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Drunk drivers are not the biggest problem on California's roads according to a new survey from the  California Office of Traffic Safety. Out of 1,300 drivers who were tested in nine cities on Friday and Saturday nights, 14 percent were found to have drugs in their system, while only 7.3 percent were found with alcohol. Marijuana was slightly more prevalent than alcohol, found in 7.4 percent of drivers. The official line from the director of the Office of Traffic Safety is that the "results reinforce our belief that driving after consuming potentially impairing drugs is a serious and growing problem." A press release explains that drugged driving goes less frequently noticed and it's pricey to test for toxicology. But, at least in the case of marijuana, which is now legalized in some states, there have been questions as to just how dangerous driving stoned is. Maia Szalavitz at Time writes that "Research suggests that stoned users on the road are not as impaired as those who drink alcohol are, and there is some evidence that those who use marijuana, particularly for medical purposes, may be staying off the roads anyway."  In summer 2011 the addiction and recovery website the Fix looked at the challenges involved in determining just how much marijuana makes a person impaired.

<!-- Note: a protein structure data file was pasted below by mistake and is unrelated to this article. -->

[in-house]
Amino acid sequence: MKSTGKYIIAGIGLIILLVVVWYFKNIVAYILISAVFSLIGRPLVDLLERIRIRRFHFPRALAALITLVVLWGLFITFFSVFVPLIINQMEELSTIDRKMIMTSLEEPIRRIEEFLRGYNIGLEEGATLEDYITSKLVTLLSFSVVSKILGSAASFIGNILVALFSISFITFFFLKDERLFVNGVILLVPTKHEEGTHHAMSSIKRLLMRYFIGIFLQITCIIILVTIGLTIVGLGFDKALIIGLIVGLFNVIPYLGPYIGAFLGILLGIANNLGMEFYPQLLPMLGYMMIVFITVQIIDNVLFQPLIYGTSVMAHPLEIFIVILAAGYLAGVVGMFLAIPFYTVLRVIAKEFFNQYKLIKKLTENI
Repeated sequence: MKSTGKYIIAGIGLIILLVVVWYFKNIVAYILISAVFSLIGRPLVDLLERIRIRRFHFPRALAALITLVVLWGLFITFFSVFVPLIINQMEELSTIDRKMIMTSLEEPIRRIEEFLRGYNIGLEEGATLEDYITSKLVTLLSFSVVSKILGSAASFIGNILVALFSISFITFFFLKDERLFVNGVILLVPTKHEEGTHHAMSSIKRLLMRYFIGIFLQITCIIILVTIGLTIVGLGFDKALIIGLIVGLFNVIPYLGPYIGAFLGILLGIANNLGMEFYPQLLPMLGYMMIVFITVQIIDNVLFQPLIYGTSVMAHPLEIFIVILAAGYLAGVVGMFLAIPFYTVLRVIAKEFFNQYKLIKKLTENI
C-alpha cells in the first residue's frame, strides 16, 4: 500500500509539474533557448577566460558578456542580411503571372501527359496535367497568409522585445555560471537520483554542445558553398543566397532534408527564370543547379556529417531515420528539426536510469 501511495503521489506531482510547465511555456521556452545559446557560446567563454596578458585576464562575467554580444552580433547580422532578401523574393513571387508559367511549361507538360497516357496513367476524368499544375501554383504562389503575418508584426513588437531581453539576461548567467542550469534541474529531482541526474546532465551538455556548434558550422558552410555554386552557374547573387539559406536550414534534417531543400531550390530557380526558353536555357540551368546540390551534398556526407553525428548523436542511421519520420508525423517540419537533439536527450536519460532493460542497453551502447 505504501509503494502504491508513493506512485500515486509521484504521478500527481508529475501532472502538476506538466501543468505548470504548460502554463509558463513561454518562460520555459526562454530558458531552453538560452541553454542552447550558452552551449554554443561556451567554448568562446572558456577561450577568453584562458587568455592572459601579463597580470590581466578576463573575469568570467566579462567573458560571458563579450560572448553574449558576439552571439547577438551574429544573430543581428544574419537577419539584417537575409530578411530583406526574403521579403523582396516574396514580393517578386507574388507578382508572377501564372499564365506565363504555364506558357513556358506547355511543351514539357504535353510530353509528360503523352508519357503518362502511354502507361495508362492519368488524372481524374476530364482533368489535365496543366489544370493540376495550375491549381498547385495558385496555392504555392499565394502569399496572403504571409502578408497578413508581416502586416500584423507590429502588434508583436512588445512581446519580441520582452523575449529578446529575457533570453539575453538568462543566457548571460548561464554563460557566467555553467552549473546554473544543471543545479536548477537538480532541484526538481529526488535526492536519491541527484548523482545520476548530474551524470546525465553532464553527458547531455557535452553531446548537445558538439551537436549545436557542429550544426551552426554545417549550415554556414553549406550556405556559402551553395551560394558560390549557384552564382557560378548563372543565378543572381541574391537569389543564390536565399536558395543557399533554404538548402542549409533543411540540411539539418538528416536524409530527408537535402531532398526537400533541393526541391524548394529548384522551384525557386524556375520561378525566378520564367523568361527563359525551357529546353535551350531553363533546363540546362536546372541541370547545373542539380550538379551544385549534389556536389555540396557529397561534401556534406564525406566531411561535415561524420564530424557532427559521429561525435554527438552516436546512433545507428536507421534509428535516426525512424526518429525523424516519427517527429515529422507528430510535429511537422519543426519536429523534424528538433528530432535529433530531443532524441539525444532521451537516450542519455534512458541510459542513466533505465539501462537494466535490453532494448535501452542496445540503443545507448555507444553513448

Though Szalavitz explained that the drivers who participated were not threatened with legal action, she also points out that the new research "likely under-represents the real rate of potentially performance-impairing drug use by drivers" people who are aware of their state of intoxication probably aren't going to pull over. 

This article is from the archive of our partner The Wire.

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